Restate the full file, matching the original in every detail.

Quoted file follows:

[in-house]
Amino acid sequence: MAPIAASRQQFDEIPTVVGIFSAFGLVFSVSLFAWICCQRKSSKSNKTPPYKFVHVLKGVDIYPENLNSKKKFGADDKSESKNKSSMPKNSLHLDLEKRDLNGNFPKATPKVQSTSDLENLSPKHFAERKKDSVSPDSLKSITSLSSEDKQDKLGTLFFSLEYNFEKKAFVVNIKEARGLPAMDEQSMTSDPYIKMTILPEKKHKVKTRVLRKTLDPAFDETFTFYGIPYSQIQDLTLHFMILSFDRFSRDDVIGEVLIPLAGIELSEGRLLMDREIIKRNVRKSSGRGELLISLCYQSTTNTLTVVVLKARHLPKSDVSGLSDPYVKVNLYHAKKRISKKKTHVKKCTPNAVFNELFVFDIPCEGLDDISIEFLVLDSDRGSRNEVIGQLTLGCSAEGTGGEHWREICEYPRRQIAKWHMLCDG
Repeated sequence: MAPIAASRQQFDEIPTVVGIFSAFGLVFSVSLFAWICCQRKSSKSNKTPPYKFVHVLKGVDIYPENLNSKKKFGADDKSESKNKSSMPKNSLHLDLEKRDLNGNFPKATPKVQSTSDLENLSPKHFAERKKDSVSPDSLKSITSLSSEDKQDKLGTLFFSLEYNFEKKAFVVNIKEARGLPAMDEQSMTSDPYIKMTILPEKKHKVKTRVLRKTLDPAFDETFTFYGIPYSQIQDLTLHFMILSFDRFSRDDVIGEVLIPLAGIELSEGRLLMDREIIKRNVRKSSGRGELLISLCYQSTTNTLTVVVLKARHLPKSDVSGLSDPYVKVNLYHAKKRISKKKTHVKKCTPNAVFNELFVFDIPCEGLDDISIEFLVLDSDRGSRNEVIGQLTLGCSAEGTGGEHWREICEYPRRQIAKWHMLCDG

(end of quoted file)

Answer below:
[in-house]
Amino acid sequence: MAPIAASRQQFDEIPTVVGIFSAFGLVFSVSLFAWICCQRKSSKSNKTPPYKFVHVLKGVDIYPENLNSKKKFGADDKSESKNKSSMPKNSLHLDLEKRDLNGNFPKATPKVQSTSDLENLSPKHFAERKKDSVSPDSLKSITSLSSEDKQDKLGTLFFSLEYNFEKKAFVVNIKEARGLPAMDEQSMTSDPYIKMTILPEKKHKVKTRVLRKTLDPAFDETFTFYGIPYSQIQDLTLHFMILSFDRFSRDDVIGEVLIPLAGIELSEGRLLMDREIIKRNVRKSSGRGELLISLCYQSTTNTLTVVVLKARHLPKSDVSGLSDPYVKVNLYHAKKRISKKKTHVKKCTPNAVFNELFVFDIPCEGLDDISIEFLVLDSDRGSRNEVIGQLTLGCSAEGTGGEHWREICEYPRRQIAKWHMLCDG
Repeated sequence: MAPIAASRQQFDEIPTVVGIFSAFGLVFSVSLFAWICCQRKSSKSNKTPPYKFVHVLKGVDIYPENLNSKKKFGADDKSESKNKSSMPKNSLHLDLEKRDLNGNFPKATPKVQSTSDLENLSPKHFAERKKDSVSPDSLKSITSLSSEDKQDKLGTLFFSLEYNFEKKAFVVNIKEARGLPAMDEQSMTSDPYIKMTILPEKKHKVKTRVLRKTLDPAFDETFTFYGIPYSQIQDLTLHFMILSFDRFSRDDVIGEVLIPLAGIELSEGRLLMDREIIKRNVRKSSGRGELLISLCYQSTTNTLTVVVLKARHLPKSDVSGLSDPYVKVNLYHAKKRISKKKTHVKKCTPNAVFNELFVFDIPCEGLDDISIEFLVLDSDRGSRNEVIGQLTLGCSAEGTGGEHWREICEYPRRQIAKWHMLCDG